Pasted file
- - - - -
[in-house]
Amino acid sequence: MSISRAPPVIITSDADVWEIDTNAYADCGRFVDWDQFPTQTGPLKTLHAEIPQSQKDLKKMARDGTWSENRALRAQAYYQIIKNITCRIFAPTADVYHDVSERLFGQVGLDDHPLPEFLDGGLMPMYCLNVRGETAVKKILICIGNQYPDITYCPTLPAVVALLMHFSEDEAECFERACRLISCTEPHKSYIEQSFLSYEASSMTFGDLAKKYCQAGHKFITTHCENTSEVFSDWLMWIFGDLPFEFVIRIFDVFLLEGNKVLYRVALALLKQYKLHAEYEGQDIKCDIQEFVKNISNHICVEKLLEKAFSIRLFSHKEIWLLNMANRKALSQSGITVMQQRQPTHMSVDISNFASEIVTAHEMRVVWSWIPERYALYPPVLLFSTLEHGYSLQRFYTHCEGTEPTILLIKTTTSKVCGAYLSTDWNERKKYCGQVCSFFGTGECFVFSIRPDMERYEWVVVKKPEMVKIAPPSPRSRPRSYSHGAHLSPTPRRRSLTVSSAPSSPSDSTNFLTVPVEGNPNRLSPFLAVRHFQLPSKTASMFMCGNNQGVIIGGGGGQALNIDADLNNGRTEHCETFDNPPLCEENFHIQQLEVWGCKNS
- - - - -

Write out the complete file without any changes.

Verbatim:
[in-house]
Amino acid sequence: MSISRAPPVIITSDADVWEIDTNAYADCGRFVDWDQFPTQTGPLKTLHAEIPQSQKDLKKMARDGTWSENRALRAQAYYQIIKNITCRIFAPTADVYHDVSERLFGQVGLDDHPLPEFLDGGLMPMYCLNVRGETAVKKILICIGNQYPDITYCPTLPAVVALLMHFSEDEAECFERACRLISCTEPHKSYIEQSFLSYEASSMTFGDLAKKYCQAGHKFITTHCENTSEVFSDWLMWIFGDLPFEFVIRIFDVFLLEGNKVLYRVALALLKQYKLHAEYEGQDIKCDIQEFVKNISNHICVEKLLEKAFSIRLFSHKEIWLLNMANRKALSQSGITVMQQRQPTHMSVDISNFASEIVTAHEMRVVWSWIPERYALYPPVLLFSTLEHGYSLQRFYTHCEGTEPTILLIKTTTSKVCGAYLSTDWNERKKYCGQVCSFFGTGECFVFSIRPDMERYEWVVVKKPEMVKIAPPSPRSRPRSYSHGAHLSPTPRRRSLTVSSAPSSPSDSTNFLTVPVEGNPNRLSPFLAVRHFQLPSKTASMFMCGNNQGVIIGGGGGQALNIDADLNNGRTEHCETFDNPPLCEENFHIQQLEVWGCKNS